Constitutional Supremacy: Still a Little Dicey?
in Thio Li-ann and Kevin YL Tan (eds.), Evolution of a Revolution: Forty Years of the Singapore Constitution 153-192 (Routledge, 2008) (with Yvonne CL Lee)
40 Pages Posted: 23 Mar 2018
Date Written: 2008
Like most post-colonial nations, Singapore adopted the British Westminster parliamentary system of government with a slight twist. Singapore has a written constitution and Article 4 declares that the ‘Constitution is the supreme law of the Republic of Singapore and any law enacted by the Legislature after the commencement of this Constitution which is inconsistent with this Constitution shall, to the extent of the inconsistency, be void’. The legislature and the executive derive their powers from the Constitution and are subject to its terms. In contrast, the British constitution is unwritten and Parliament, not the constitution, is supreme. This means that Parliament has ‘the right to make or unmake any law’ and ‘no person or body is recognised by the law of England as having a right to override or set aside the legislation of Parliament’. Parliament is sovereign, which means its legislative power is not constrained by any constitutional or legal limit. However, while the Singapore Constitution formally meets the Diceyan criteria for supremacy in theory, the practice of constitutional supremacy in Singapore is still a little ‘dicey’ insofar as Parliament effectively has the power to alter the Constitution as freely as other laws. This is so even though the Constitution is the formal source of parliamentary powers, and despite the existence of different procedures for amending statutory laws and the Constitution; while the former requires a simple parliamentary majority, a special parliamentary majority is minimally required by the latter. Furthermore, although the judiciary may adjudge an Act of Parliament unconstitutional and void, this power has not been robustly exercised to limit executive and legislative powers. The ‘diceyness’ in relation to the doctrine of constitutional supremacy in Singapore may be attributable to the uneasy relationship between Singapore’s formal constitutional framework and its constitutional ethos. Singapore inherited British parliamentary traditions and mindsets which presumed and worked on the basis of a supreme Parliament. Thus, while the superstructure of Singapore’s constitutional democracy is formally based on the doctrine of a supreme constitution, the constitutional ethos from the government’s perspective remains firmly characteristic of parliamentary sovereignty.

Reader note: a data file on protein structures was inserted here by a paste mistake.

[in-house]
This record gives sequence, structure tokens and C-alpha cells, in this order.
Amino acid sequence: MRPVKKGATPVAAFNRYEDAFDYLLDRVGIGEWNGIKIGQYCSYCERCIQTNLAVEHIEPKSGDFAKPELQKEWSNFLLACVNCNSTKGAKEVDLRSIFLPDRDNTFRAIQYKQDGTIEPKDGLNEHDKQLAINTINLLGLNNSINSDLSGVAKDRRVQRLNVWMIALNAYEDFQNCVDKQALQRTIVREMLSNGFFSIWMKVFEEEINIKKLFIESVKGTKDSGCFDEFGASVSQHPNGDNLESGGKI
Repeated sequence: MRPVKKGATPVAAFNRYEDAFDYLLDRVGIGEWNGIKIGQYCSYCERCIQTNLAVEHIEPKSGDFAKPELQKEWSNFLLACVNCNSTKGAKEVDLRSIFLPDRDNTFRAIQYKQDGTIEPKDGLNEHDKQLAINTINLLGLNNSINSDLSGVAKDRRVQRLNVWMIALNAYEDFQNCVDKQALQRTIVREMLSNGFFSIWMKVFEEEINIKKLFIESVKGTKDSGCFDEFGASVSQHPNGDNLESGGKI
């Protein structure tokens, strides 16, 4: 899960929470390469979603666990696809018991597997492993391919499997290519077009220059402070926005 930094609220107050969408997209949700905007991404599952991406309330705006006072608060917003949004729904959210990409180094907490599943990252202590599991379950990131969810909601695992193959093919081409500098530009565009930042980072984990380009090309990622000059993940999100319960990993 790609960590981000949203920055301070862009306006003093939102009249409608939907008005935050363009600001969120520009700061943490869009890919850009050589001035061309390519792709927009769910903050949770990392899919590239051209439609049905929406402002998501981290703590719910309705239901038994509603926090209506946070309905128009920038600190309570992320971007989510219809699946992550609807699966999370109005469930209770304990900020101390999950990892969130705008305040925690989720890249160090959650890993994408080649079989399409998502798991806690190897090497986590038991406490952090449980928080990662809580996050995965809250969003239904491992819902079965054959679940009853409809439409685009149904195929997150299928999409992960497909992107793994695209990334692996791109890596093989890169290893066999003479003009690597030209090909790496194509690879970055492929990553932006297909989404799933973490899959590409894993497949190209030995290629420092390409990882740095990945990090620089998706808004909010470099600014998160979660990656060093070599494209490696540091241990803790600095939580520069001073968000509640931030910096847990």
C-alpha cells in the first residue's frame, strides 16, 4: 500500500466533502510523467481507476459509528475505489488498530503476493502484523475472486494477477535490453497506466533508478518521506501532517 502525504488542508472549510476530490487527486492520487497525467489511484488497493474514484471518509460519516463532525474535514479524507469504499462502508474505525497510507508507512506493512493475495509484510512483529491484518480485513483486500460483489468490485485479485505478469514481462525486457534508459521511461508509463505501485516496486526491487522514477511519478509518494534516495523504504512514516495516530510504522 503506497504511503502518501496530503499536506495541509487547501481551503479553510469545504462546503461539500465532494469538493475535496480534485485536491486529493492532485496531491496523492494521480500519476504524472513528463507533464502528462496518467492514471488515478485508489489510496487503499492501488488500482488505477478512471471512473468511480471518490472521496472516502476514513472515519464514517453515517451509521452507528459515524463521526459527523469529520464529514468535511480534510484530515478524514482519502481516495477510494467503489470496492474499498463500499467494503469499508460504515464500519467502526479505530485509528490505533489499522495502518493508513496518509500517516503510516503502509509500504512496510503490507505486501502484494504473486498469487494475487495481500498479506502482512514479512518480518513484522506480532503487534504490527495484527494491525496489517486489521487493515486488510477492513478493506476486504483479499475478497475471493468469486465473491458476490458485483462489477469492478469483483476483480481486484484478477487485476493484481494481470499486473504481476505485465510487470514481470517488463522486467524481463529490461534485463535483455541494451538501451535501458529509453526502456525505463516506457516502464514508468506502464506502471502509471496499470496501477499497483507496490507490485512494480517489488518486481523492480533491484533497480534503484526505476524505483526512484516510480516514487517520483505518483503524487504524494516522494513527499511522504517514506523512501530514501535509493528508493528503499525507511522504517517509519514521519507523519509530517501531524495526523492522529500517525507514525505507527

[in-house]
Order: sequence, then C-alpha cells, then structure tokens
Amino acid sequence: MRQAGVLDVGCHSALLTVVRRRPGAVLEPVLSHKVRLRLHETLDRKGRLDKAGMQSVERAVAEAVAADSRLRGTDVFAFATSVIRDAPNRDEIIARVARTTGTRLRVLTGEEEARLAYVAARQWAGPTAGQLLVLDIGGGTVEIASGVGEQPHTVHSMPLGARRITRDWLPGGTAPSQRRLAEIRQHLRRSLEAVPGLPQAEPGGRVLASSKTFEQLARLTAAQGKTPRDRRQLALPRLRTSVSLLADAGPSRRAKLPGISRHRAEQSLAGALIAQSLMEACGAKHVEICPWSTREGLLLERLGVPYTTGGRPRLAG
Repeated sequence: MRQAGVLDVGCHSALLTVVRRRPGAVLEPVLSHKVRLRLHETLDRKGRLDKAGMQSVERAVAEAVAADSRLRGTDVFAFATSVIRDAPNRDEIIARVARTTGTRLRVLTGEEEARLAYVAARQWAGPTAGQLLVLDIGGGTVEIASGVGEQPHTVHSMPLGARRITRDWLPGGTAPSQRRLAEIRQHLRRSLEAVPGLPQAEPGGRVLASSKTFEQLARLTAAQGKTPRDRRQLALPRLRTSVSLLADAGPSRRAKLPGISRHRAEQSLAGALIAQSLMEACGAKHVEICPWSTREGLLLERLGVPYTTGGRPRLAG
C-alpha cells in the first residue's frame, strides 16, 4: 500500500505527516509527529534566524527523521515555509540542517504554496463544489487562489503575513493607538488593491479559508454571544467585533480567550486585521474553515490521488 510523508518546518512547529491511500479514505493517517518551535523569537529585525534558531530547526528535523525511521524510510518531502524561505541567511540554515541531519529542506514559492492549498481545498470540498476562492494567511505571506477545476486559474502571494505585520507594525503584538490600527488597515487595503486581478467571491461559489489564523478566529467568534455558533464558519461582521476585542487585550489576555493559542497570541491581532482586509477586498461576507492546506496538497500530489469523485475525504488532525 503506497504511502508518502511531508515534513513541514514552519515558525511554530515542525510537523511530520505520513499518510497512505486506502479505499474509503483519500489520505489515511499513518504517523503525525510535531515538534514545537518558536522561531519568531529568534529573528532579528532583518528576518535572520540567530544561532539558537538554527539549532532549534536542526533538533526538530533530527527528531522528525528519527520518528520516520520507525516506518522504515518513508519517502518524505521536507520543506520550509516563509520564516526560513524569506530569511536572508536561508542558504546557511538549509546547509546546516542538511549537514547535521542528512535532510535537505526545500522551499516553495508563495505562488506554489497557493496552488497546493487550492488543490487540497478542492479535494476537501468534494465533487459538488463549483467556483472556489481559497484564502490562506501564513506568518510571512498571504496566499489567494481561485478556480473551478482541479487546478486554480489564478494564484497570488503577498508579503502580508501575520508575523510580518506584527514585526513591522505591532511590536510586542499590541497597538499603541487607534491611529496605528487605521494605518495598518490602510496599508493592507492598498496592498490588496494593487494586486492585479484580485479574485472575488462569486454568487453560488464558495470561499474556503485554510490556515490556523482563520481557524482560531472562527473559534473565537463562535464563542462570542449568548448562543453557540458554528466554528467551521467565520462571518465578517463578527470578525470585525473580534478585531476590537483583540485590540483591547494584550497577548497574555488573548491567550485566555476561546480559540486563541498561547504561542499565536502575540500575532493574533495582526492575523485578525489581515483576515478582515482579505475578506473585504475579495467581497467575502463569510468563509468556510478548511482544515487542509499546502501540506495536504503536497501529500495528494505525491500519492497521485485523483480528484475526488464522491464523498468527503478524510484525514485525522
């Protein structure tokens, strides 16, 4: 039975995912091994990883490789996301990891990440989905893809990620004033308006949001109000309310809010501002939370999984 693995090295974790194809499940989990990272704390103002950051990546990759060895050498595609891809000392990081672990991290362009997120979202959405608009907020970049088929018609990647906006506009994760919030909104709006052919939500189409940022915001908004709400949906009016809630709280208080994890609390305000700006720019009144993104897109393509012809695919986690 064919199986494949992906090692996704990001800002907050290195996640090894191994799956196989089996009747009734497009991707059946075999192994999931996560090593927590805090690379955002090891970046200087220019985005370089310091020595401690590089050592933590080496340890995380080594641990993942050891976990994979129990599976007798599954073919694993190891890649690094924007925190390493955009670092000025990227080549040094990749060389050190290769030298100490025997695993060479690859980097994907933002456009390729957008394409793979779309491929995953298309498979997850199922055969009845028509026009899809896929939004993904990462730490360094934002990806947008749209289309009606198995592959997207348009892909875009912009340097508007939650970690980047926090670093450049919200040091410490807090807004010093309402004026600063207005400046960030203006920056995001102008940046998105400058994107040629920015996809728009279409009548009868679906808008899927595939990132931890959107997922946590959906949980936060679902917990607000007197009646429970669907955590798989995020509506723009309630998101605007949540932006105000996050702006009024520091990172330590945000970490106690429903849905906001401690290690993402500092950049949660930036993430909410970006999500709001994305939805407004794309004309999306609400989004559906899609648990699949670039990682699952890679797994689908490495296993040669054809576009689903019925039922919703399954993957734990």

Keywords: constitutional law, constitutional interpretation, comparative constitutional law, common law
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